The process to appoint a new CEO for the FAI will now begin in earnest following the appointment last night of three out of four new independent directors to the board.
It will be a daunting task to bring the Association back from the brink but one which would be an exciting opportunity for anyone fired up by the biggest of challenges.
The process will be independent and it may be that someone will come from a detailed search of the business environment, in the same way as Roy Barrett, Liz Joyce and Catherine Guy have been found, approached and persuaded to take on the roles of independent directors.
It will be complicated in a business context by the very sharp spotlight being trained on salary and benefits that will go with the job. The sins of the past in that regard will place a fairly low ceiling, in business leadership terms, on the new appointment.
That said there will be enough good people with a potential hunger to get the job done, and the positive set of skills and experience to do it.
It is common in the appointment of a new manager in football to draw up a list of potential candidates for the job.
And so, without any inside knowledge or bias here are four who either have been highlighted or might be considered to do it.
Niall Quinn has been mentioned in media reports due to his association with Roy Barrett on plans for a restructured League of Ireland that never fully came to fruition.
He has dismissed talk of taking on the role and instead perhaps being involved in a more voluntary role in helping restore confidence.
This would make sense given the need for a strong administration background rather than being seen as a ‘star’ appointment.
He has been the easy ‘go-to’ name in media reports but is unlikely for the role.
Paul Cooke has been in a temporary position as Executive Lead since December and as a Board member since July. As a former CEO of the Irish Daily Star and the Sunday Business Post he has good credentials from the business world and has been a key player in getting the Association to the position, it is in today, closer than might have been imagined to financial restructuring and survival.
He has a history in the FAI, but as a critic of the John Delaney era and his imprimatur as part of the ‘fully refreshed’ Board in the words of Minister Shane Ross, would appear to have absolved him of any past perception of association.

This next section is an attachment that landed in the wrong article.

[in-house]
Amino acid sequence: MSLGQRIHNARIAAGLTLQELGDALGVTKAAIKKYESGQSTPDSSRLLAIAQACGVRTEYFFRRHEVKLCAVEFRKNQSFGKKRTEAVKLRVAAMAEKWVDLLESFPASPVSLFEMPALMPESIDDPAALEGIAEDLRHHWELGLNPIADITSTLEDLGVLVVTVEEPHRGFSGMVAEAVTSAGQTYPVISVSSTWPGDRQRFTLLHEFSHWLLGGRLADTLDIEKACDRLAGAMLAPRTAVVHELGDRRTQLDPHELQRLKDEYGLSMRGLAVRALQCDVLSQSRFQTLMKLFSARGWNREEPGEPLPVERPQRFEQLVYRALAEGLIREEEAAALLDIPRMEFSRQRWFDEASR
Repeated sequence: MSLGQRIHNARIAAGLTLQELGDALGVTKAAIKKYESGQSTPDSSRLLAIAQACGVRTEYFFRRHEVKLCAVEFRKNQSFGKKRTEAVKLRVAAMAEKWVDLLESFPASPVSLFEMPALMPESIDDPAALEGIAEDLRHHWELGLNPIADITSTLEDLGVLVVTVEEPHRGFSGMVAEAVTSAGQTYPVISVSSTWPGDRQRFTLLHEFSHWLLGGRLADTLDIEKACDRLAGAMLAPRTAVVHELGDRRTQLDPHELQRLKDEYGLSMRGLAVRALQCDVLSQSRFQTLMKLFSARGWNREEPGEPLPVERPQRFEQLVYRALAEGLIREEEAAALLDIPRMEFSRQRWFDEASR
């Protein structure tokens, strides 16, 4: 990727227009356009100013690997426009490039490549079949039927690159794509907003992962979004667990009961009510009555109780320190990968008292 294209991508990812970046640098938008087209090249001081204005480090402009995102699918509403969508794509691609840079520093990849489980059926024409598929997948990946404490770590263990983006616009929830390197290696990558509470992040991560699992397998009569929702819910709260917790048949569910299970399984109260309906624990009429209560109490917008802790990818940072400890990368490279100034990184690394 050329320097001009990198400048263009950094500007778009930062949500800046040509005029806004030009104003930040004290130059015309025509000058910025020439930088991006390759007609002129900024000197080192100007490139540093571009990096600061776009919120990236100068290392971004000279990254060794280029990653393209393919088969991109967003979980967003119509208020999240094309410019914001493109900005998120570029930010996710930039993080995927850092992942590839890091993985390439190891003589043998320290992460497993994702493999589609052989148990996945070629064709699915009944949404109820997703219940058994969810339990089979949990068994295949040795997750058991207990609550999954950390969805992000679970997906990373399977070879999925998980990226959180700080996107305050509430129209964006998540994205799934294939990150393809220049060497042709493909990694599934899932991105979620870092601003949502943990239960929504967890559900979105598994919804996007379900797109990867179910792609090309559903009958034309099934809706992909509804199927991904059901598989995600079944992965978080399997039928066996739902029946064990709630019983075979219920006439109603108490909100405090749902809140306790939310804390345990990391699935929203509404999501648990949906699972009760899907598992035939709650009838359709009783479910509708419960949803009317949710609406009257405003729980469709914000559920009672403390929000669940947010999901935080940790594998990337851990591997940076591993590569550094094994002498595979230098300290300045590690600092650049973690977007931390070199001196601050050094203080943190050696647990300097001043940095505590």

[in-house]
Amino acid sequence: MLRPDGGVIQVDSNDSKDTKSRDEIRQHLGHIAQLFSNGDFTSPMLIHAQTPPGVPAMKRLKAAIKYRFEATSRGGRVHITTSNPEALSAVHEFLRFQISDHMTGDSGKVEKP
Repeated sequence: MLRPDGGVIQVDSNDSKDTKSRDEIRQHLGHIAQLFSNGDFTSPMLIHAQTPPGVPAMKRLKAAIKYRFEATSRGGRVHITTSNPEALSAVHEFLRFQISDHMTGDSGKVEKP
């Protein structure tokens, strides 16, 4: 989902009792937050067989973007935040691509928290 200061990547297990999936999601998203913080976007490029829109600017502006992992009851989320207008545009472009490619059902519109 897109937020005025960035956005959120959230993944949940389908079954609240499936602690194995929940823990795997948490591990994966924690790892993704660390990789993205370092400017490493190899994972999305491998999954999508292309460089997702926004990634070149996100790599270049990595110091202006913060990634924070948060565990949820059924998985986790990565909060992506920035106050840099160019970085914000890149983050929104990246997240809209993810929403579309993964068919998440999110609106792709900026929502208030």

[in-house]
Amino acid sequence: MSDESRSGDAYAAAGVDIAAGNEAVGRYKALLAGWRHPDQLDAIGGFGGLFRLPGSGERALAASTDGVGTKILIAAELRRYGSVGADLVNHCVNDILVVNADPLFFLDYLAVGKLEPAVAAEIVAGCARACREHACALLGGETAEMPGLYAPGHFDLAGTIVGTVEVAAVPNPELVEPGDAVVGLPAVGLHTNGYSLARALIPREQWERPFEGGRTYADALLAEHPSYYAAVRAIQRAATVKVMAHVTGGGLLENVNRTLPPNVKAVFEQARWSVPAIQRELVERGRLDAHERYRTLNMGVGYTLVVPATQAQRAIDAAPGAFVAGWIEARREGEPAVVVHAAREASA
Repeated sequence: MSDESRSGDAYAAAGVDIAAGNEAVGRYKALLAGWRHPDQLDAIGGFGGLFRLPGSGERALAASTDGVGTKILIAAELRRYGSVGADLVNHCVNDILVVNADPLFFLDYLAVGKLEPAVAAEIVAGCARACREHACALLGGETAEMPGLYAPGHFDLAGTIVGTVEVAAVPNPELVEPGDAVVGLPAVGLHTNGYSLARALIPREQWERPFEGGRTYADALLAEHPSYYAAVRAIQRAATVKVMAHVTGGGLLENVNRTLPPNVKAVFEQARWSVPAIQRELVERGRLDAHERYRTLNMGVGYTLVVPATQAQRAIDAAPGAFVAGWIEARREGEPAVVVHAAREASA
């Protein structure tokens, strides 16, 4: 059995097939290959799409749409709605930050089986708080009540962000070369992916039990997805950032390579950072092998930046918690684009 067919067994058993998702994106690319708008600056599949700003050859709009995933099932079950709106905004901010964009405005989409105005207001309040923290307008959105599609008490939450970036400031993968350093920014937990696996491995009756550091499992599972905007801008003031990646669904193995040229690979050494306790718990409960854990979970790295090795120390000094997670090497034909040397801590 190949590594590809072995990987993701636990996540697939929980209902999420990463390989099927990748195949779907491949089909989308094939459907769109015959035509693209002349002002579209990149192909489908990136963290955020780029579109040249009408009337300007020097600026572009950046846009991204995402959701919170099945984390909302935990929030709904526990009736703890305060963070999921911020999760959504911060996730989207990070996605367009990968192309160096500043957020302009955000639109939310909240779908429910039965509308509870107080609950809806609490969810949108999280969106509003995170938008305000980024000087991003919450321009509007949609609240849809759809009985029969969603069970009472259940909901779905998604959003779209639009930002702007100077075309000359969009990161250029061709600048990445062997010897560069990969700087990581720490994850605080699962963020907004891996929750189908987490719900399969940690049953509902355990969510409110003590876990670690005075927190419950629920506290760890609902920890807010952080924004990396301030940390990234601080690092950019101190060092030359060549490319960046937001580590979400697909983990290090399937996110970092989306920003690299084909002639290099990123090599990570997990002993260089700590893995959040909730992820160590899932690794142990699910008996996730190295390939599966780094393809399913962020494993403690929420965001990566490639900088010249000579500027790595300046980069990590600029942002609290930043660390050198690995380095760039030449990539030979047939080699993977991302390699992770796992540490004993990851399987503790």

There is no indication he would be willing to take on the role but if he did it would mean stepping down from the Board. We do not yet know who the fourth independent director will be but in the Governance guidelines accepted from the Sport Ireland report of last summer, the FAI must have a gender balance minimum of four female directors in place by next July’s AGM.
If the fourth independent director is a woman then that has been achieved. If not then one of the existing directors will need to make way. It’s just something to bear in mind.
Sarah Keane is a favourite in Government circles and has been involved in not one but two successful ‘restoration of faith’ projects with the Olympic Federation of Ireland and Swim Ireland.
Her continued role in both would leave a huge void was she to come into the frame for a move across the Sport Ireland Campus but she would have a strong case.
Taking on Swim Ireland as CEO at the height of the crisis over abuse scandals was a baptism of fire for the lawyer but she has proven to be among the smartest sporting administrators over the last decade and a half.
Surviving the cull of ‘everyone involved’ as the Olympic Council of Ireland imploded in the wake of Rio 2016 ticketing and governance scandals, she emerged as the leader of a new cohort of individuals that have turned around an organisation that looked in similar danger of extinction as regards public trust as the FAI has been.
Keane is known to be a fan of football and this may be the case of the right time and the right person for the role.
Against that she has yet to run through a full Olympic cycle, she is still young and it may be that the role would be a better fit if it were to be in two years time as opposed to immediately. Then again, there are windows of opportunity…
Ciaran Medlar is a Partner at BDO and would certainly have the strong financial credentials to be considered. He has been involved around the sport as an adviser and negotiator, generally on the other side of the table to the FAI management and could certainly be seen as having a positive blend of interest and skill set to be an effective Captain steering the ship into calmer waters.
Understated, unfailingly polite, and clearly on top of the financial game, there is no doubt he would be a strong candidate from the business world.
These are only four of what could be 400 potential leaders to emerge. It promises to be a fascinating search over the coming weeks and months.